Singapore: Panasonic pilot to supply premium veggies to Japanese restaurants
With scarce space for food production in the bustling South East Asian city-state of Singapore, a Japanese electronics multinational will be supplying premium produce to a local restaurant chain from the country's first licensed indoor vegetable farm.
Panasonic Factory Solutions Asia Pacific has announced it will supply locally-grown mini red radish, red leafy lettuce and mizuna (potherb mustard) to Japanese restaurant chain Ootoya, as part of a pilot commercial trial.
A Panasonic release said only 8% of vegetables consumed in Singapore were grown locally, but it hoped indoor farming with controlled and optimized conditions could contribute to the Agri-Food and Veterinary Authority's (AVA) vision of raising self-sufficiency.
The company aims to increase its contribution to local production from the current 0.015% to 5% by the 2016-17 fiscal year.
"Combining Panasonic's technological and manufacturing expertise, these premium Japanese crops are grown in optimum conditions, where temperature, humidity and CO2 levels are monitored and controlled, ensuring stable, high-quality production throughout the year," said managing director Hideki Baba.
"The soil-based cultivation is pesticide-free and complies with AVA’s stringent food safety standards. Our indoor vegetable farm is also HACCP certified.
"With over 90% of the food consumed in Singapore being imported, Panasonic hopes the indoor vegetable farm can contribute to the nation’s food self-sufficiency levels and at the same time provide a better life and a better world through improved food quality."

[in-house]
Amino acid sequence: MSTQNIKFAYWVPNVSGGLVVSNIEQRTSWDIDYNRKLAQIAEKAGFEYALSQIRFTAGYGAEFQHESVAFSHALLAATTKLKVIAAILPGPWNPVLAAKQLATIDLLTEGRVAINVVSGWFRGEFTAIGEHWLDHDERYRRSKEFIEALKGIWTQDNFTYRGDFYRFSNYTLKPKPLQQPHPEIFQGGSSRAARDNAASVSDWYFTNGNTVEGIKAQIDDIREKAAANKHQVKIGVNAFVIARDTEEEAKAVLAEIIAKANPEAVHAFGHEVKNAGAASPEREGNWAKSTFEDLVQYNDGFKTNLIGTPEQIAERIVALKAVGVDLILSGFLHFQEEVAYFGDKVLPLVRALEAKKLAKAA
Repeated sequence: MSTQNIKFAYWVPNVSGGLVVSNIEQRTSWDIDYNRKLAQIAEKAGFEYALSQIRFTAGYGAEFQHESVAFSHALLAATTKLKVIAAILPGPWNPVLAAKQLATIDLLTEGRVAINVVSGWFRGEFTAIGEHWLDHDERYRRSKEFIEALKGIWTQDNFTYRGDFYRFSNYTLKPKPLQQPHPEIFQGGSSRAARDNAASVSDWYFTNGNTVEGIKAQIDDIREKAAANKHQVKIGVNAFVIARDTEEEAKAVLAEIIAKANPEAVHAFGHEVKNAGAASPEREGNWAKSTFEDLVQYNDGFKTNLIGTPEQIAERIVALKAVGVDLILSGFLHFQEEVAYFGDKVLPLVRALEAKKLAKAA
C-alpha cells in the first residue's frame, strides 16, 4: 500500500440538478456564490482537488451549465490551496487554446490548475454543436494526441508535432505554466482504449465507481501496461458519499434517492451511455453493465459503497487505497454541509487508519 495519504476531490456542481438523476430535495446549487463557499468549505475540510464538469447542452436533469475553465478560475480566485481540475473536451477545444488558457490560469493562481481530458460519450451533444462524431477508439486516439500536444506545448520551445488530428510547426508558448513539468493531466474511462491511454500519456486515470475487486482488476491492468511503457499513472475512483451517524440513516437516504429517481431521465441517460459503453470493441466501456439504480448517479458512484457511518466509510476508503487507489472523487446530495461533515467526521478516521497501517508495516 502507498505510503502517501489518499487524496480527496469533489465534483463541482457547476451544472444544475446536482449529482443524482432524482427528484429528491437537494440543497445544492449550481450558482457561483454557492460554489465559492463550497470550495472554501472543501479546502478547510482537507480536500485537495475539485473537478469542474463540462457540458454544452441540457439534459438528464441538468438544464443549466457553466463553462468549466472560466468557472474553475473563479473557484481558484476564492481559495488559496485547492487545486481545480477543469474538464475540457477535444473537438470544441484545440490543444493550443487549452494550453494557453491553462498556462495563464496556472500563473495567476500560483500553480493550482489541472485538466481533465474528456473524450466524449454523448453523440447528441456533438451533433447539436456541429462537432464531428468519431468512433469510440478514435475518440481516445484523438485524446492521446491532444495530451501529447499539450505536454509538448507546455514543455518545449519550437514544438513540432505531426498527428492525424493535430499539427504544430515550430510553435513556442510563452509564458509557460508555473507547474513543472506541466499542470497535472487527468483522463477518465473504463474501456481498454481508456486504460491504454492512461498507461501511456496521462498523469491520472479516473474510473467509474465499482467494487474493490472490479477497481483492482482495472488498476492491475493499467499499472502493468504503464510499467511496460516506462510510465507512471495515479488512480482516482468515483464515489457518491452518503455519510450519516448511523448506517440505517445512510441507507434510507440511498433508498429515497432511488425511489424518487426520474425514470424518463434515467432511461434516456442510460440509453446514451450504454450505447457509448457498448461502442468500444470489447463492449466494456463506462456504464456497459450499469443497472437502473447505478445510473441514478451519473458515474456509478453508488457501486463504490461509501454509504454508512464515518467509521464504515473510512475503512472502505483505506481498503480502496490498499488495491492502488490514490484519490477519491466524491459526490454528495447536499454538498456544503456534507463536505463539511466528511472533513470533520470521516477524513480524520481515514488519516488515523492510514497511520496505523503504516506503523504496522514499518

The company's 248 square meter (2669 square feet) facility grows 10 types of veggies - green and red leafy lettuce, mizuna, mini red and white radish, rocket lettuce, basil, ooba (mint herb), mitsuba (wild parsley) and baby spinach.
A company release said both leafy and root vegetables were grown in a controlled soil-based environment with LED lighting, and total production capacity was for 3.6 metric tons (MT) per year.
The multinational isn't stopping there however, with plans to increase shelf capacity through vertical farming, shorten cultivation lead time from 35 to 28 days, and raise productivity while expanding crop diversity to more than 30 varieties.
The company claimed technological advances like this could potentially mean significant savings compared to imported premium Japanese produce, and it would be assessing demand for commercial expansion to restaurants and supermarkets within the fiscal year.
The release said the facility would be supplying 0.3MT of vegetables to all three Ootoya outlets each month, which are Changi City Point, Clementi Mall and Orchard Central. Panasonic hopes to double this amount in the next two years and provide more varieties of Japanese crops to the restaurant.
"Ootoya prides ourselves in offering authentic and healthy home-cooked Japanese food to our customers," said Ootoya Holdings chairman Hisami Mitsumori.
"Being a restaurant, food safety and quality are top priority, especially in overseas markets where we do not have our own agriculture facility to grow crops like we do in Japan.
"The commercial partnership with Panasonic is a natural fit as the facility adopts an eco, sustainable and cost-efficient method of farming. We are also able to get fresh, crunchy and pesticide-free Japanese produce, allowing customers to enjoy healthy and delicious meals."